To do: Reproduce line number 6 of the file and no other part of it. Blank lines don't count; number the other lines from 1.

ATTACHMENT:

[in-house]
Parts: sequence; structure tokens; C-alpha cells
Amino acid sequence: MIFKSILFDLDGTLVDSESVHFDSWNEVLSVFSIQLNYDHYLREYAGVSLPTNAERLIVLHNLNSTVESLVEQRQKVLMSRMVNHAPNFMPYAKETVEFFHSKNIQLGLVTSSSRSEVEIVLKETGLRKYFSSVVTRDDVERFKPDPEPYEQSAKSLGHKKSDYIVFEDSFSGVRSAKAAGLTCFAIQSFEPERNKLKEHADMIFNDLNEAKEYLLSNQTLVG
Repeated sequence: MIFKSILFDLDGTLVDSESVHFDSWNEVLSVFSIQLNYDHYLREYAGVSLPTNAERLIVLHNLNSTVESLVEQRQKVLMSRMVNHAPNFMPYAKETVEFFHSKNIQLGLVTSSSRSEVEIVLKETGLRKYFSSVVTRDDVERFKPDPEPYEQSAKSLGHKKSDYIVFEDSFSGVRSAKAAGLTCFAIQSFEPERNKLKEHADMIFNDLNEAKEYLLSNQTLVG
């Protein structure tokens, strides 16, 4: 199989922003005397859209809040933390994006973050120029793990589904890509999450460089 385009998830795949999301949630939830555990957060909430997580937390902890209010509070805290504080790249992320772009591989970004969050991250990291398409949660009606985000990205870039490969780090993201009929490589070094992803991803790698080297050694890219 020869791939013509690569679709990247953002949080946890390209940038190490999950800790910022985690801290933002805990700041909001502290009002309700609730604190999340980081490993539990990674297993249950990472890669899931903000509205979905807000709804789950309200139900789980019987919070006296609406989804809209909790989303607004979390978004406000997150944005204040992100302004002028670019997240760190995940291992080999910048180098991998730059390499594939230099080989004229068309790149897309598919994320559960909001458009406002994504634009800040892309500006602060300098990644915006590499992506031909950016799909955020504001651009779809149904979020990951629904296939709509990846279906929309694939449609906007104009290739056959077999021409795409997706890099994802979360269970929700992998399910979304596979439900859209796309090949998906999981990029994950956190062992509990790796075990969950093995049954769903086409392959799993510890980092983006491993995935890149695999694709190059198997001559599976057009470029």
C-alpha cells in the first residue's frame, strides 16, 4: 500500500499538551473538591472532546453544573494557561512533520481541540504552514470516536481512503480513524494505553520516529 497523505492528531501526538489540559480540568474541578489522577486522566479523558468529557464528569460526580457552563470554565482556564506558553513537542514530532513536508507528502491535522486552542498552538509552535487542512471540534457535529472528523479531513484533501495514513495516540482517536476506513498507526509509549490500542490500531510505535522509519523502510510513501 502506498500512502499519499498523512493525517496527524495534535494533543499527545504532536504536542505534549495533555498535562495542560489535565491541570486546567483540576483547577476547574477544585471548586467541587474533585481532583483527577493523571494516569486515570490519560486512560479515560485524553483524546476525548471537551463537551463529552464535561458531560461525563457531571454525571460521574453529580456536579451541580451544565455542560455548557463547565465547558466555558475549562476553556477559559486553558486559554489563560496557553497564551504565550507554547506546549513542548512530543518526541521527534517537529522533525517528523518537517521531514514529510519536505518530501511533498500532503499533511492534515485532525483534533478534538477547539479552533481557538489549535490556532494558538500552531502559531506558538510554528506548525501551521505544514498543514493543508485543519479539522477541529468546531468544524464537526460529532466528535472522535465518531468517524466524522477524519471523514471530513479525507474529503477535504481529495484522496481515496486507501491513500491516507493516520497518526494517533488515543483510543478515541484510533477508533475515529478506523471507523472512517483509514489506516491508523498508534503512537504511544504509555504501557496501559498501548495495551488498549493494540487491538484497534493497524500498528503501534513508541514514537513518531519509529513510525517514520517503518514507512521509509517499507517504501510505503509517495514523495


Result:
C-alpha cells in the first residue's frame, strides 16, 4: 500500500499538551473538591472532546453544573494557561512533520481541540504552514470516536481512503480513524494505553520516529 497523505492528531501526538489540559480540568474541578489522577486522566479523558468529557464528569460526580457552563470554565482556564506558553513537542514530532513536508507528502491535522486552542498552538509552535487542512471540534457535529472528523479531513484533501495514513495516540482517536476506513498507526509509549490500542490500531510505535522509519523502510510513501 502506498500512502499519499498523512493525517496527524495534535494533543499527545504532536504536542505534549495533555498535562495542560489535565491541570486546567483540576483547577476547574477544585471548586467541587474533585481532583483527577493523571494516569486515570490519560486512560479515560485524553483524546476525548471537551463537551463529552464535561458531560461525563457531571454525571460521574453529580456536579451541580451544565455542560455548557463547565465547558466555558475549562476553556477559559486553558486559554489563560496557553497564551504565550507554547506546549513542548512530543518526541521527534517537529522533525517528523518537517521531514514529510519536505518530501511533498500532503499533511492534515485532525483534533478534538477547539479552533481557538489549535490556532494558538500552531502559531506558538510554528506548525501551521505544514498543514493543508485543519479539522477541529468546531468544524464537526460529532466528535472522535465518531468517524466524522477524519471523514471530513479525507474529503477535504481529495484522496481515496486507501491513500491516507493516520497518526494517533488515543483510543478515541484510533477508533475515529478506523471507523472512517483509514489506516491508523498508534503512537504511544504509555504501557496501559498501548495495551488498549493494540487491538484497534493497524500498528503501534513508541514514537513518531519509529513510525517514520517503518514507512521509509517499507517504501510505503509517495514523495